12. Relationship between organisational safety culture dimensions and crashes.

    PubMed

    Varmazyar, Sakineh; Mortazavi, Seyed Bagher; Arghami, Shirazeh; Hajizadeh, Ebrahim

    2016-01-01

    Knowing about organisational safety culture in public transportation system can provide an appropriate guide to establish effective safety measures and interventions to improve safety at work. The aim of this study was investigation of association between safety culture dimensions (leadership styles and company values, usage of crashes information and prevention programmes, management commitment and safety policy, participation and control) with involved self-reported crashes. The associations were considered through Spearman correlation, Pearson chi-square test and logistic regression. The results showed an association among self-reported crashes (occurrence or non-occurrence) and factors including leadership styles and company values; management commitment and safety policy; and control. Moreover, it was found a negative correlation and an odds ratio less than one between control and self-reported crashes.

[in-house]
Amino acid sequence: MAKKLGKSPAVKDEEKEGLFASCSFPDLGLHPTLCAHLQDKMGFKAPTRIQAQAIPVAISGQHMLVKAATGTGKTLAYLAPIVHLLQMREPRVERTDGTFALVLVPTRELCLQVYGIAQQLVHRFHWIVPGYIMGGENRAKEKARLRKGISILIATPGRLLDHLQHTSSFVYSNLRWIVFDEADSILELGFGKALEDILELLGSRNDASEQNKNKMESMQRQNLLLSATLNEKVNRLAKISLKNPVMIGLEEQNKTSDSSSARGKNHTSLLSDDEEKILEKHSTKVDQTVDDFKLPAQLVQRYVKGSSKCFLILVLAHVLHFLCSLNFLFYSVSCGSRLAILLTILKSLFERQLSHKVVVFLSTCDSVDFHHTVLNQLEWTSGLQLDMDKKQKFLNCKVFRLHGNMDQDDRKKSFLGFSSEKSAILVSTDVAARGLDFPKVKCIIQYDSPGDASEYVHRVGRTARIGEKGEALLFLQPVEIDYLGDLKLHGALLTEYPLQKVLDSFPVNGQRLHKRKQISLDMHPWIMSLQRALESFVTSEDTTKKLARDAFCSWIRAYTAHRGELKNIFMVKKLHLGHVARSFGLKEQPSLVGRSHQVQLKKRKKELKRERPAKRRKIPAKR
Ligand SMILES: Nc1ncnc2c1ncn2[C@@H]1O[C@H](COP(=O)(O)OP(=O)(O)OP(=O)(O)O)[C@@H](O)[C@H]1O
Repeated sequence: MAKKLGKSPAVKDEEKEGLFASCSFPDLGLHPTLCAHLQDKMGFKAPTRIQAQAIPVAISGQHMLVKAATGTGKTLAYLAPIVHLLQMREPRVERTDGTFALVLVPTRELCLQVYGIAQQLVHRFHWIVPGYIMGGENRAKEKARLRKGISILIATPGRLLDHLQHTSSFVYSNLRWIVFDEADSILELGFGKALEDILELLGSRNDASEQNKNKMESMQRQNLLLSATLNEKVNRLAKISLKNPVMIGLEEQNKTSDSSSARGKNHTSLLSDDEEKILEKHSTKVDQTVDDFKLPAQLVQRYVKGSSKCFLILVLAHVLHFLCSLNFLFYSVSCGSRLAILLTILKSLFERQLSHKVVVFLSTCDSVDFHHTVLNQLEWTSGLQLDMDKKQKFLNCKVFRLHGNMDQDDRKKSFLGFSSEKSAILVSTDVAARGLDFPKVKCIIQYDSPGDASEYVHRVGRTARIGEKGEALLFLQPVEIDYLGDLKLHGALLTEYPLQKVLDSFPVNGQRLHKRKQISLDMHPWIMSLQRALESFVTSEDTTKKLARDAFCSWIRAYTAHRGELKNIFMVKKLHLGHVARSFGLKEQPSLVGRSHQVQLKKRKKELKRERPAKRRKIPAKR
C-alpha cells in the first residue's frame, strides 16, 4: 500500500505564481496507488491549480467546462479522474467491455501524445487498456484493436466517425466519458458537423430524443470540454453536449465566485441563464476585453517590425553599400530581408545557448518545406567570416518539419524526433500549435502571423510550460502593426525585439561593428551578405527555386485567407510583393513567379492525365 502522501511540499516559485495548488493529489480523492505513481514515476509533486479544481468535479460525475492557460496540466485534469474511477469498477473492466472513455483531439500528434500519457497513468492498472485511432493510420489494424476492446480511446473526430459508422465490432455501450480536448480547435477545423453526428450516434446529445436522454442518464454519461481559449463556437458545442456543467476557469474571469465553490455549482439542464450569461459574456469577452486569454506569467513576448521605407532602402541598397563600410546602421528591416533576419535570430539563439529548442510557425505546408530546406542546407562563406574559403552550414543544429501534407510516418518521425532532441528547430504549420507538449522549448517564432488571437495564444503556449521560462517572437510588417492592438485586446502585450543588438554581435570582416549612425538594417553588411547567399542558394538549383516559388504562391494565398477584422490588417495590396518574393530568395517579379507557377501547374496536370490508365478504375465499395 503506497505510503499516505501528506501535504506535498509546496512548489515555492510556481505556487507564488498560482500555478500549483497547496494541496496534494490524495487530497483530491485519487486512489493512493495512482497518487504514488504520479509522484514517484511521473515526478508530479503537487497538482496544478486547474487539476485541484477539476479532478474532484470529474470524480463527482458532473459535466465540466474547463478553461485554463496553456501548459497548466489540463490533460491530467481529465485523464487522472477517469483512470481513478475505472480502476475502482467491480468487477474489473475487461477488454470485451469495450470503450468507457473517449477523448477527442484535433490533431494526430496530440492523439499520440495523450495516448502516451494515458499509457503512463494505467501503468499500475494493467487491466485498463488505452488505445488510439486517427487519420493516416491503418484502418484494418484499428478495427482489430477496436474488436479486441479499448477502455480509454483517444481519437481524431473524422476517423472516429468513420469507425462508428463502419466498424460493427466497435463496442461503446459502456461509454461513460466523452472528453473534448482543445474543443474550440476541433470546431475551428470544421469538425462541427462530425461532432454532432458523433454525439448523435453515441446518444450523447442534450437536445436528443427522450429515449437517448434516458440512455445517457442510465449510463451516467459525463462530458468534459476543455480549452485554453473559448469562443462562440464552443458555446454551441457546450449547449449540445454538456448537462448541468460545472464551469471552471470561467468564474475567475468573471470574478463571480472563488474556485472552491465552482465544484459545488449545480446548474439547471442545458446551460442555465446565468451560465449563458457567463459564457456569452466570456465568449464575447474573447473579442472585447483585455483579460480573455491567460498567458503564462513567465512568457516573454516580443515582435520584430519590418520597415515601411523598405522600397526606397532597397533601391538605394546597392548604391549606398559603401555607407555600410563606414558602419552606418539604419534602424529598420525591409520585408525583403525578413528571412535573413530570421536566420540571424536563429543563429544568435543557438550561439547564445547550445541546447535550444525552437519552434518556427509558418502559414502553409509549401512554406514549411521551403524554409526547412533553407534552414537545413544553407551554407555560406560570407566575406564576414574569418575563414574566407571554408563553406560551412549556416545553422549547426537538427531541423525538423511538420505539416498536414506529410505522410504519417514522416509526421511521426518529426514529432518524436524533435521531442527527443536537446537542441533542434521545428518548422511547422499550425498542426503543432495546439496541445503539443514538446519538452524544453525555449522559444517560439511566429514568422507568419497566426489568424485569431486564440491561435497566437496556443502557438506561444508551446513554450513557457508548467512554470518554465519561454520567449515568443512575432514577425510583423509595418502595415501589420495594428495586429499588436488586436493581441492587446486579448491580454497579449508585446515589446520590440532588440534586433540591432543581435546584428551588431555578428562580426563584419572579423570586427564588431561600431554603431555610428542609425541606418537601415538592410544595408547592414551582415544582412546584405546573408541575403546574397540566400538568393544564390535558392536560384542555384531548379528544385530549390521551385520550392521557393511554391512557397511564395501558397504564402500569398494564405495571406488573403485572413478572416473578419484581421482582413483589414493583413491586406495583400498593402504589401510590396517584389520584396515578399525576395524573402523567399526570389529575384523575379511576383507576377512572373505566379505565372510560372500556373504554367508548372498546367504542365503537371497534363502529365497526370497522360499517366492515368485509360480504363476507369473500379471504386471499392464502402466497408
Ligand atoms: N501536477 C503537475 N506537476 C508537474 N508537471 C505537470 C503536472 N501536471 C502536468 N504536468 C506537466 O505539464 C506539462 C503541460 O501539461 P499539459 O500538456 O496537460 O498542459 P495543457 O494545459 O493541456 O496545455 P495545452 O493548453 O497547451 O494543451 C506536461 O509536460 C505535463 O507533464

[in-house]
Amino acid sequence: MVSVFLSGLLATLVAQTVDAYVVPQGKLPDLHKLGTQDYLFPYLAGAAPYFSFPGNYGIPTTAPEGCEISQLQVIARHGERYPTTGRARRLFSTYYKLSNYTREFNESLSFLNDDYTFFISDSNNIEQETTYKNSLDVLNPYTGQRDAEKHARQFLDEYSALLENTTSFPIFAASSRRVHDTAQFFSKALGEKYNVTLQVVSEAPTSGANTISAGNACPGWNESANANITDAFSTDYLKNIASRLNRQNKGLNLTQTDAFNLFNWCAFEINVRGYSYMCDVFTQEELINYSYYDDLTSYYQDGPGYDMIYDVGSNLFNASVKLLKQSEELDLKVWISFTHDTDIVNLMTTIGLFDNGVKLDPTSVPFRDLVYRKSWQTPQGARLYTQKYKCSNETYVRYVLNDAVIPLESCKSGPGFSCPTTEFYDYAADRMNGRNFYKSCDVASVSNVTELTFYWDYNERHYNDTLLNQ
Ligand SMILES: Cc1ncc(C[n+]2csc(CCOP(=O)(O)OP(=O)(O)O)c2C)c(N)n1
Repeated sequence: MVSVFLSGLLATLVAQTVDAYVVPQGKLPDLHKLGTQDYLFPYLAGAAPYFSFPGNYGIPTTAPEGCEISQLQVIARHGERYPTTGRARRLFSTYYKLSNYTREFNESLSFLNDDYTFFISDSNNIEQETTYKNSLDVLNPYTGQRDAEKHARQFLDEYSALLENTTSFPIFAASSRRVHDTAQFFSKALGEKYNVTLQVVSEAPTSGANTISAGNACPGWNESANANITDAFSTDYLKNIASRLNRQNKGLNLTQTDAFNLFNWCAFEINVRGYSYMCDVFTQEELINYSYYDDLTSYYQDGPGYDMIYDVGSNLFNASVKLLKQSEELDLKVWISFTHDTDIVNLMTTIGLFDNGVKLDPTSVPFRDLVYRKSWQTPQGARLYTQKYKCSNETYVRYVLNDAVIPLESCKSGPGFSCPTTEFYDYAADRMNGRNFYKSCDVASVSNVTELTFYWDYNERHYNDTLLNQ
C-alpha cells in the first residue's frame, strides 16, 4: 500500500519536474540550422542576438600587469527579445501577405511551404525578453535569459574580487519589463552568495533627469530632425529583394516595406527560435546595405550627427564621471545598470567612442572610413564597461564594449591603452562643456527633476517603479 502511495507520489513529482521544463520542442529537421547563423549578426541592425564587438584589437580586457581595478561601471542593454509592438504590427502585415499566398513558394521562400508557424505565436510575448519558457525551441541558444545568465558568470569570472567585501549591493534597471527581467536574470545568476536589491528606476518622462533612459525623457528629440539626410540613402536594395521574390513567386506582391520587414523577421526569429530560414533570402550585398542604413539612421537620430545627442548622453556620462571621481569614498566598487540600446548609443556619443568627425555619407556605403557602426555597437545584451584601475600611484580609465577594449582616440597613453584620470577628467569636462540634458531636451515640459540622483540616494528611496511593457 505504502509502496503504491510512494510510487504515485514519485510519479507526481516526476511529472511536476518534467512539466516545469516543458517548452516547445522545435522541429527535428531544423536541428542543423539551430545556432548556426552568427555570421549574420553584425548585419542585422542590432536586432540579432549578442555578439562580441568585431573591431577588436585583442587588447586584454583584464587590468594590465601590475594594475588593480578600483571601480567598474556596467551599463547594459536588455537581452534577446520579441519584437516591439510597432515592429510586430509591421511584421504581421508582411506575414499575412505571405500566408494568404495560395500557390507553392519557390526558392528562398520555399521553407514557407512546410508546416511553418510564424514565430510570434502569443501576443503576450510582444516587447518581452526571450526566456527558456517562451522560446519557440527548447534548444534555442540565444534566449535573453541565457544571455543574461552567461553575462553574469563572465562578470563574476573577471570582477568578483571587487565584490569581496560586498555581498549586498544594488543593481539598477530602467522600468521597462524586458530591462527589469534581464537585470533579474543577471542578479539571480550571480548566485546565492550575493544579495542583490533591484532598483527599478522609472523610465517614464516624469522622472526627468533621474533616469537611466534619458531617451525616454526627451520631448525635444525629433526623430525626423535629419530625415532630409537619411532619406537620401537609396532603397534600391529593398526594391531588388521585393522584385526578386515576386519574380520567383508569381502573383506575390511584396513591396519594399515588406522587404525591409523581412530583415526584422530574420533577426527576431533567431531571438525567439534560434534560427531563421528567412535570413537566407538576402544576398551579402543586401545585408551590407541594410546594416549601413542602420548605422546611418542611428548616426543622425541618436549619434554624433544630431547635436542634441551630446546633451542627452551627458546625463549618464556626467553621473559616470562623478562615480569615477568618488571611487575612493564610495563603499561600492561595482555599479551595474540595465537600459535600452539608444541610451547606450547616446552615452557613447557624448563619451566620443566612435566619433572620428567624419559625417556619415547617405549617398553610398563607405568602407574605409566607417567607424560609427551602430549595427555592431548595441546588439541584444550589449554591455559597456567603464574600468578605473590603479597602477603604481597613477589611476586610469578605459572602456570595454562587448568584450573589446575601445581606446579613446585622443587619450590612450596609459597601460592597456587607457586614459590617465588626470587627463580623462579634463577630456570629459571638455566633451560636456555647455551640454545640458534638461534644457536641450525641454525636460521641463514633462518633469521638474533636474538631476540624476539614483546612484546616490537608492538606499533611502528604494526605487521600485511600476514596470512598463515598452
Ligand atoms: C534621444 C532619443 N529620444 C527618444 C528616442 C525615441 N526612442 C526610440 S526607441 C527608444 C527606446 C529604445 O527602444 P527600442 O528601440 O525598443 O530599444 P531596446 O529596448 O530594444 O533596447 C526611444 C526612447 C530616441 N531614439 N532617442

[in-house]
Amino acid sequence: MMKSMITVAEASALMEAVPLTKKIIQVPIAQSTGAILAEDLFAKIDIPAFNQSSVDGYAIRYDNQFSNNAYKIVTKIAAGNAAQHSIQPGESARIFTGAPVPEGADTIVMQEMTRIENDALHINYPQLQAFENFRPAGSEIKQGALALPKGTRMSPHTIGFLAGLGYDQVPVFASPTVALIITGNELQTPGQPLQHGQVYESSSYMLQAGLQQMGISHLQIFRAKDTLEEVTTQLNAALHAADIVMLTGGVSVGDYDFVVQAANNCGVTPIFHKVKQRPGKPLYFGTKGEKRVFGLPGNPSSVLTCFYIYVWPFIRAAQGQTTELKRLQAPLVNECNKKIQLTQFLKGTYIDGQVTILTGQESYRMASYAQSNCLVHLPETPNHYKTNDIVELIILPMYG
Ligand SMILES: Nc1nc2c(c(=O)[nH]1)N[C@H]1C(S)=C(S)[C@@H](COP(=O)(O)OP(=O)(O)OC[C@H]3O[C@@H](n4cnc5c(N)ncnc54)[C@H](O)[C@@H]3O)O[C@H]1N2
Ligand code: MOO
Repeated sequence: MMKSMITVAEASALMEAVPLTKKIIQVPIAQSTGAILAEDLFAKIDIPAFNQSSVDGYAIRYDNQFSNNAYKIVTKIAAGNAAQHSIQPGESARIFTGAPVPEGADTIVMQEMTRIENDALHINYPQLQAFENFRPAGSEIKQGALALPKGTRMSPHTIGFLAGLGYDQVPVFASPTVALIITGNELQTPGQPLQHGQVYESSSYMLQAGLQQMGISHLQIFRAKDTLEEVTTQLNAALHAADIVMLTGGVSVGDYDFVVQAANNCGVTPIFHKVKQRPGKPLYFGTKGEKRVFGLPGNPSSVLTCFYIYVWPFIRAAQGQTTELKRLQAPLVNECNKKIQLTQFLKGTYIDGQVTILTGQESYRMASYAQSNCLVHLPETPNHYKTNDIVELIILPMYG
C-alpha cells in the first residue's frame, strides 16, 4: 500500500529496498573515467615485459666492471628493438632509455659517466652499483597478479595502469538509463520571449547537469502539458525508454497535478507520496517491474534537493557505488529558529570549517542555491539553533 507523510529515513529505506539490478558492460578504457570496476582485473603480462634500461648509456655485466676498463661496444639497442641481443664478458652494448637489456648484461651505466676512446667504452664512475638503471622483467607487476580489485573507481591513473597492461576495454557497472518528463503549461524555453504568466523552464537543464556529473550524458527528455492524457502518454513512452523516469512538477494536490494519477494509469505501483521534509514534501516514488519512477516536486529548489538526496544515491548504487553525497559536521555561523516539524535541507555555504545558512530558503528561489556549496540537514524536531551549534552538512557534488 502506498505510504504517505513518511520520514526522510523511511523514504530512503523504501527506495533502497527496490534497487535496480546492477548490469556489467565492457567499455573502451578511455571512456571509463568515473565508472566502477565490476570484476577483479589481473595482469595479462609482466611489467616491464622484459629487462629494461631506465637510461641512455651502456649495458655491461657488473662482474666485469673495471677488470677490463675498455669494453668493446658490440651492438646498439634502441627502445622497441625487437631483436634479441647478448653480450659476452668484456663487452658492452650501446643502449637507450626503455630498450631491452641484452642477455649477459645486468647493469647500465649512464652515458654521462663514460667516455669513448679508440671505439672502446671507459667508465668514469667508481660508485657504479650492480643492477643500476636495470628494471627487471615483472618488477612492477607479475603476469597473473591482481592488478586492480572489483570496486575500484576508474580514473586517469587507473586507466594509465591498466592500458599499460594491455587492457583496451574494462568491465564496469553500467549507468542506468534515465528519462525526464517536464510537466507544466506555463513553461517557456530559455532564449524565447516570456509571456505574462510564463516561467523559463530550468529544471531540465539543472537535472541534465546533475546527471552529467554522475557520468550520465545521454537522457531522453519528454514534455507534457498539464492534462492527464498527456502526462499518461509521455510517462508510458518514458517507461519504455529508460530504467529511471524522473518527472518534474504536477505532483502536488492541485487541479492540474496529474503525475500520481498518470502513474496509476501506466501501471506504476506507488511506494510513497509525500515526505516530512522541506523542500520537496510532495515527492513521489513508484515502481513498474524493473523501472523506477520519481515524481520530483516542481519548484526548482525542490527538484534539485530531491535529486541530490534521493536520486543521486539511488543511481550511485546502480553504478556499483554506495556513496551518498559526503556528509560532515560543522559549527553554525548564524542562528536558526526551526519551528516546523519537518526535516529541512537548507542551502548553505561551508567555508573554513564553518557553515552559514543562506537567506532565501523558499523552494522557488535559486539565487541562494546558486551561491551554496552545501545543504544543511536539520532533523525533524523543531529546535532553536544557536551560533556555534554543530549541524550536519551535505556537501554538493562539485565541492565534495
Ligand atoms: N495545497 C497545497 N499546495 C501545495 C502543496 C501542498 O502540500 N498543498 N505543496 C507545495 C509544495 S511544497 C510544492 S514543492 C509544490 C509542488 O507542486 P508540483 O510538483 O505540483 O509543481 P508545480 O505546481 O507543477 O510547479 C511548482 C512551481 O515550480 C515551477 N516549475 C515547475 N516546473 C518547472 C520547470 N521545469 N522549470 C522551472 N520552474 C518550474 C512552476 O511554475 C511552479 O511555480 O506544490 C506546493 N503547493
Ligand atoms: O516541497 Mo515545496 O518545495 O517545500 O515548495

13. Why Do Markets Crash? Bitcoin Data Offers Unprecedented Insights

    PubMed Central

    Donier, Jonathan; Bouchaud, Jean-Philippe

    2015-01-01